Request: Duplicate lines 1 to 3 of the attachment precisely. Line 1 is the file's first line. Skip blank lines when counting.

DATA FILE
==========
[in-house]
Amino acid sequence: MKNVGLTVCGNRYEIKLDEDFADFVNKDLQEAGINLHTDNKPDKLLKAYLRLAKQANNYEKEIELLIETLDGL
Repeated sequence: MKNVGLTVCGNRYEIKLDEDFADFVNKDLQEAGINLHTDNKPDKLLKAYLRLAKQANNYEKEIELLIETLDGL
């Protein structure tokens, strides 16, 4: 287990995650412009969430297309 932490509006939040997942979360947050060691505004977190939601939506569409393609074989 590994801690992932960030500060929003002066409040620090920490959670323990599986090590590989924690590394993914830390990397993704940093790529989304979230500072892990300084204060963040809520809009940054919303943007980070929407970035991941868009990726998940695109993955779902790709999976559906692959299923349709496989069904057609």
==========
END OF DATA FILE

[in-house]
Amino acid sequence: MKNVGLTVCGNRYEIKLDEDFADFVNKDLQEAGINLHTDNKPDKLLKAYLRLAKQANNYEKEIELLIETLDGL
Repeated sequence: MKNVGLTVCGNRYEIKLDEDFADFVNKDLQEAGINLHTDNKPDKLLKAYLRLAKQANNYEKEIELLIETLDGL